Revolutionary grass developed at Auburn taking root at exclusive golf courses
A revolutionary variety of grass developed in Auburn University’s College of Agriculture has recently taken root at some exclusive golf courses around the nation following an acquisition of rights by an Oregon-based seed grower and wholesale supplier.
The bentgrass variety, called AU Victory, was forged from the adversity of historic drought conditions that decimated golf courses throughout the state in 1999 and 2000. AU Victory was developed by Edzard van Santen, professor in the Department of Crop, Soil and Environmental Sciences. He recognized the potential in a grass that survived a devastating drought and then began years of research that ultimately produced AU Victory in 2015.
Fast-forward to today and to Oregon-based Mountain View Seeds’ recent acquisition of rights to AU Victory. Adam Russell, vice president of Mountain View Performance Genetics, a subsidiary of Mountain View Seeds, or MVS, said the company expects great things ahead for their partnership with Auburn and for the little seed that could.
Already, MVS has sold AU Victory to golf courses around the nation, including as the exclusive variety for greens at the scenic McLemore in northwest Georgia. AU Victory is part of a new course in South Africa and has also been chosen to seed in the fall by the Lookout Mountain Club in Georgia.
Up next for the seed that is known for its perseverance in the face of adversity—Auburn and MVS hope to see it featured nationally and internationally at the most prominent golf courses.
“Of course, our goal has to include placing AU Victory at the best golf courses in the nation,” Russell said. “But really, the sky is the limit with such a durable, heat-tolerant grass that has been rated as a superior surface by golfers around the world.”
AU Victory is seen by many as the perfect solution for golf course superintendents looking for a putting surface that will thrive in the high humidity and heat.
“AU Victory was more than a decade in the making,” he said. “Research and development just take that long, and then when it finally was released, people heard about it—and wanted it—but there was never enough supply to satisfy demand. It became almost an urban legend. And that’s what got us hooked on it.”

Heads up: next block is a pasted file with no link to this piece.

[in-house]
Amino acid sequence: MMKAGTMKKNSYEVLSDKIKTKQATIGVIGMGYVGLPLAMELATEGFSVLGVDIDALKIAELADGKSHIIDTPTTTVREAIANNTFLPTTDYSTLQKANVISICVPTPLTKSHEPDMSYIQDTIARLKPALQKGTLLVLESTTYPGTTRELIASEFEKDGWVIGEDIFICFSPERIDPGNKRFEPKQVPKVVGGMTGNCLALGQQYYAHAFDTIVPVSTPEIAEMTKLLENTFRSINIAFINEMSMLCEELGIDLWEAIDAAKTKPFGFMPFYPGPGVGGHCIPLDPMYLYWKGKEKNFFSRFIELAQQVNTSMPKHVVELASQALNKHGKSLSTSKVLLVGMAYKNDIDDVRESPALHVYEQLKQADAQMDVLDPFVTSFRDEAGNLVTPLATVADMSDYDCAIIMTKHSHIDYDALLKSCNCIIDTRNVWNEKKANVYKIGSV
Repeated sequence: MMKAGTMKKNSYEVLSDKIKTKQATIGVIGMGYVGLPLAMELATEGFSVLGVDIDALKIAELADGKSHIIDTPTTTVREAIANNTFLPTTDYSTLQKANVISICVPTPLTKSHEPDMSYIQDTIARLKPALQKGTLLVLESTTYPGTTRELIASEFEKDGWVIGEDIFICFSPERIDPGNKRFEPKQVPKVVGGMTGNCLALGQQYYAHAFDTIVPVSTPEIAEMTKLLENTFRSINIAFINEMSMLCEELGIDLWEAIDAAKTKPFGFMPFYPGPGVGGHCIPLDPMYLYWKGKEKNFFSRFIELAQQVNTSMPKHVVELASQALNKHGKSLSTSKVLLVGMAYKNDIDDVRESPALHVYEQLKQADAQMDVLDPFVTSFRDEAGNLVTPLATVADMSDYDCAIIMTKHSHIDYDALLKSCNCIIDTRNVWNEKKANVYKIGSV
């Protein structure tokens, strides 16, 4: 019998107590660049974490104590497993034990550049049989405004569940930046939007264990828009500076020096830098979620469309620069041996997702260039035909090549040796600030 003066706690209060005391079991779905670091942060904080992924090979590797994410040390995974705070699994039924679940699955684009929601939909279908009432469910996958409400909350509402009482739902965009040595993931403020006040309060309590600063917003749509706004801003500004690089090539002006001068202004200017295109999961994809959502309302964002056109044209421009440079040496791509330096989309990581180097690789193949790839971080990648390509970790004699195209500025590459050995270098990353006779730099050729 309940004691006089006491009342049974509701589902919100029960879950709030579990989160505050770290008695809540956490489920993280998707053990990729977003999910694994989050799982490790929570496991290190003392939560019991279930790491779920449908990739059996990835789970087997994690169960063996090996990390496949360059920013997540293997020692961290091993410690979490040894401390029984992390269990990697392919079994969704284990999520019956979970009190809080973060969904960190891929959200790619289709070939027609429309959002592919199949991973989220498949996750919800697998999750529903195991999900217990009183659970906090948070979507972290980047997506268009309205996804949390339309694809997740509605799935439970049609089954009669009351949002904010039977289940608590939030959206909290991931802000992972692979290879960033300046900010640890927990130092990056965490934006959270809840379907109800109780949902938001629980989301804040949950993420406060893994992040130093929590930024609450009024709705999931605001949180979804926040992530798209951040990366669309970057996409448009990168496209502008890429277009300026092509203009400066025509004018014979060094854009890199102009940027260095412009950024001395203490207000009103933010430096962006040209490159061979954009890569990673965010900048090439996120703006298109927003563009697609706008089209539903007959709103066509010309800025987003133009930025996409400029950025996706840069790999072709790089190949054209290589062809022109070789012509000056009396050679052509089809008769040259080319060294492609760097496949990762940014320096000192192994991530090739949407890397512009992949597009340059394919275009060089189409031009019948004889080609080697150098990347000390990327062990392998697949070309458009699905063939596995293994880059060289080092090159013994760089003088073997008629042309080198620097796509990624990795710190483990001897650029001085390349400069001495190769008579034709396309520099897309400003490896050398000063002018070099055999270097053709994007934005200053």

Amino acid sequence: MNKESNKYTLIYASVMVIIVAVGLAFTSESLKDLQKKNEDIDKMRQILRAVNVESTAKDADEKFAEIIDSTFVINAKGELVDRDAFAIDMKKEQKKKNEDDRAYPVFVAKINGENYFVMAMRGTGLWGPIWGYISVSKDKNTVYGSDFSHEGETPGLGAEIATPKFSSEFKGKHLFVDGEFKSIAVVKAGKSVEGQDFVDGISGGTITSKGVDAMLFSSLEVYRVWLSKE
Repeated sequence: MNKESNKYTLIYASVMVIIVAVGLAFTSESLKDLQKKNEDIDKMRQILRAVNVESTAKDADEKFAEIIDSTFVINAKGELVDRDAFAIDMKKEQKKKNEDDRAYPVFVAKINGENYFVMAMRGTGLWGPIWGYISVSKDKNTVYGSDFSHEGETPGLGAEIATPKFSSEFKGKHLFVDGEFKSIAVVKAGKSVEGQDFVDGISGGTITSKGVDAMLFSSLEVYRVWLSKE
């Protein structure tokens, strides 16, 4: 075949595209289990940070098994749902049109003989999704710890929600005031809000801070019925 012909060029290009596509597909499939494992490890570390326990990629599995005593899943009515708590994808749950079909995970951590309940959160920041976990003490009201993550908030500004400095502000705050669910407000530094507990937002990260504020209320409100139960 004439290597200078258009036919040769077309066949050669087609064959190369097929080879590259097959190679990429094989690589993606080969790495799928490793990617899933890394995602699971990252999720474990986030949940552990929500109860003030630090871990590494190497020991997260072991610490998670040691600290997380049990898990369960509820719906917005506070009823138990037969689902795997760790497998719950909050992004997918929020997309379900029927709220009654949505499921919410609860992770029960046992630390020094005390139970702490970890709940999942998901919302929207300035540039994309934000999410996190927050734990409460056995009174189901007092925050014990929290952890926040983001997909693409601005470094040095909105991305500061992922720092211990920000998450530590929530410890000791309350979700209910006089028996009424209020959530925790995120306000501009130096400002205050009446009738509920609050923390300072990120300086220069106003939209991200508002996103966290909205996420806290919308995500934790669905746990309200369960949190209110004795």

Innovative research, rooted in a commitment to fuel industry growth, has been a driving force in Auburn’s College of Agriculture. The development of AU Victory wasn’t just a win for Auburn, it was a win for seed growers and golf course superintendents throughout the world.
“Auburn scientists always need to keep the needs of a specific industry in mind when conducting research,” said John Beasley, professor and head of the Department of Crop, Soil and Environmental Sciences. “Dr. van Santen realized the need for an improved creeping bentgrass cultivar for golf courses, especially one that responds well to stressful climates. If AU Victory continues to perform as we have initially seen, we expect it to become a turf cultivar that will be widely used on golf courses around the globe.”
With one of the largest research facilities in the nation, MVS has established relationships with universities including Rutgers University and North Carolina State University. AU Victory is creating a natural partnership with Auburn that researchers hope will lead to further collaborations.
“In the past, we had a plant breeding program in turfgrass cultivar development, and that is the program from which AU Victory evolved,” Beasley said. “Mountain View Seeds could certainly be a very important partner for commercializing cultivar releases from our forage and grass breeding program.”
Consistently rated as one of the best finishing holes in golf, McLemore’s 18th hole features a dramatic landscape with an awe-inspiring rocky ledge, surrounded by beautiful hillside and a breathtaking view of the horizon and Lookout Mountain. The luxury resort’s northwest Georgia course also features AU Victory, the revolutionary bentgrass developed at Auburn, with a beautiful, durable and exceptional putting surface. (Photo by Dave Sansom)
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